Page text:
What Happened to Variance Analysis
May 21, 2015
A few weeks ago I was talking to a CFO of a publicly traded company about the evolution of cost accounting. We were specifically talking about the change associated with variances. We discussed how variances were once frequently computed, reported and analyzed in detail to help provide management guidance for improvements in production efficiency. Now, this has been virtually put aside for a variety of reasons.
As I think about that change, I’m not surprised management teams of American businesses have not clamored for its reinstatement. Even at the height of its use, I’m not sure how many line production managers actually understood the results of the variances they were creating and how to appropriately manage their departments to minimize the variances and to maximize productivity. The process of creating, calculating, analyzing, and presenting variances is a unique specialty unto itself. Unfortunately, unless the individual departmental managers received specific training related to the variances they were asked to control, I can’t imagine they were very effective. The ability to manage your areas of responsibility with the assistance of properly analyzed variances is a valuable tool. However, if those tools are misunderstood, misused or haphazardly applied, then no favorable results will likely be generated. This will put the entire process in a questionable light as to the benefit to improving the operational efficiencies, and call into question the cost-benefit of maintaining the entire process.
I understand the component of the variance computation and analysis process. It seems reasonable to me. However, the other component of the variance analysis is the ability to properly ascertain that the standards and the rates that are being used and whether or not they represent reality on the shop floor. Companies that have up-to-date standards and rates would very likely create relatively minimal variances related to minor changes in productivity or other fluctuations common in the manufacturing world. However, those companies with out-of-date standards, bills of material, and product routings would have an indication of how far off they are by the magnitude of the variances that are being created.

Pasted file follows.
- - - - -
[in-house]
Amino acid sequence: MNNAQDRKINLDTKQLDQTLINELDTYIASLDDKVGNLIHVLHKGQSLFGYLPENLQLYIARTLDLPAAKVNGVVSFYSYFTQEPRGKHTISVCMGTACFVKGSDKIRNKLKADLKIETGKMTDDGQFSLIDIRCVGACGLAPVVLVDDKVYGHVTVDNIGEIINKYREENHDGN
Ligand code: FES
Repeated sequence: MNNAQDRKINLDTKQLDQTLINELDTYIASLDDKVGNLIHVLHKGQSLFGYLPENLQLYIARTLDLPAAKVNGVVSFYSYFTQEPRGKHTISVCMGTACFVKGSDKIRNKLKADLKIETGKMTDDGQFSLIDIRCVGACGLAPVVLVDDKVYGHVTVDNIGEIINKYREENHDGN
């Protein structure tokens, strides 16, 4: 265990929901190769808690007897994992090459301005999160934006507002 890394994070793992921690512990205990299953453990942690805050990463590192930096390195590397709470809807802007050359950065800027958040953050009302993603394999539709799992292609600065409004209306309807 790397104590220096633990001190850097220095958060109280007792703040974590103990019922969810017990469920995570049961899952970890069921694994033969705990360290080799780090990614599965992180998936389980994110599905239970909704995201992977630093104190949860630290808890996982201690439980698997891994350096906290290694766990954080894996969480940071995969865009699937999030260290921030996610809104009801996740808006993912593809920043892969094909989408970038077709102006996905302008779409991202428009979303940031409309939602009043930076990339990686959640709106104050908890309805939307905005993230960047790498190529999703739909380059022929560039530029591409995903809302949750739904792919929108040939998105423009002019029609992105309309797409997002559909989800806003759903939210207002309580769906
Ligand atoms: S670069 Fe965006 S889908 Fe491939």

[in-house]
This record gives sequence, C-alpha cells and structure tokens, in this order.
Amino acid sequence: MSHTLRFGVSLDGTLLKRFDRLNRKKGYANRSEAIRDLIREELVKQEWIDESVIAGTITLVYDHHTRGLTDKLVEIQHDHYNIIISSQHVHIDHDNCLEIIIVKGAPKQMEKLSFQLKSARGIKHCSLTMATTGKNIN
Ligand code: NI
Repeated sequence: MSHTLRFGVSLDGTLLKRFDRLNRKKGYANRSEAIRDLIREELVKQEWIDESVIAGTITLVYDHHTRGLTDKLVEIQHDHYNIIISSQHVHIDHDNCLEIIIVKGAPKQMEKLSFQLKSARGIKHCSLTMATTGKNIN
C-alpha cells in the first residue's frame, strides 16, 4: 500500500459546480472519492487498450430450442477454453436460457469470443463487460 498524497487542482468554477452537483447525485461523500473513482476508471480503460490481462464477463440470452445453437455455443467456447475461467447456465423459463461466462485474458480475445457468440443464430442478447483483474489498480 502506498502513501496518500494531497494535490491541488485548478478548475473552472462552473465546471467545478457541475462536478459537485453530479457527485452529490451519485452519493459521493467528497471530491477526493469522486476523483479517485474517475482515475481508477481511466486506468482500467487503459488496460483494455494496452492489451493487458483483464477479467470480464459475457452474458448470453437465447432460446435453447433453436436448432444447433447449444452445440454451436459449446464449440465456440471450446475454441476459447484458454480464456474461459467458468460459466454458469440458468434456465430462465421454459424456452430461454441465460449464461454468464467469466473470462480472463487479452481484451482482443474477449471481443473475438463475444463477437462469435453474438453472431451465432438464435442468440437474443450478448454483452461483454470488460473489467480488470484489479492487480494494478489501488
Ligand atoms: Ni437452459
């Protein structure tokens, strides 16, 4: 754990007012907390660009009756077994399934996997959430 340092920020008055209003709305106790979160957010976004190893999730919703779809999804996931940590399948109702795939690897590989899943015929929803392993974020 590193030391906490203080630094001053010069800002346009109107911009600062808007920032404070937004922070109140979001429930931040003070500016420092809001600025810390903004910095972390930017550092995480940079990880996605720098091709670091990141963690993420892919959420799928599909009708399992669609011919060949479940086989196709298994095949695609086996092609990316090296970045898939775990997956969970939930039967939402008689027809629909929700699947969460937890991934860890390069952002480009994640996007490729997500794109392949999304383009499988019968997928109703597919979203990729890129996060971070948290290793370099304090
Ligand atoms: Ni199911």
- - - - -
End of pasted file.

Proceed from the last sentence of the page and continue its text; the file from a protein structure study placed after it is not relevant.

If standards are being maintained and rates are being updated periodically, and bills of material and routings also concurrently change on the shop floor, then the variances would be relatively minor and would provide assurances that product costing is reasonable with the constraints that the costing system allows it to be.
For instance, overhead application rates may result in the recovery of all the overhead in a fashion sufficient to create a small variance, but does not indicate that the allocation between products, process, customers or plants is accurate and reliable. In today’s world, I see huge discrepancies in product pricing when such assurances would give management at least one level of comfort that what they’re attempting to do is reasonable and prudent in light of total recovery.
In spite of the fact that not all variances are computed in the same fashion as they’ve always been in the past, it would seem prudent that the cost accountant of a company would annually reconcile all variances to actual and look for anomalies that would indicate a fundamental disconnect in the cost model used to cost their products for inventory, for sales, for gross margin analysis, and for other analytical tools important to manage
Categories: Cost Accounting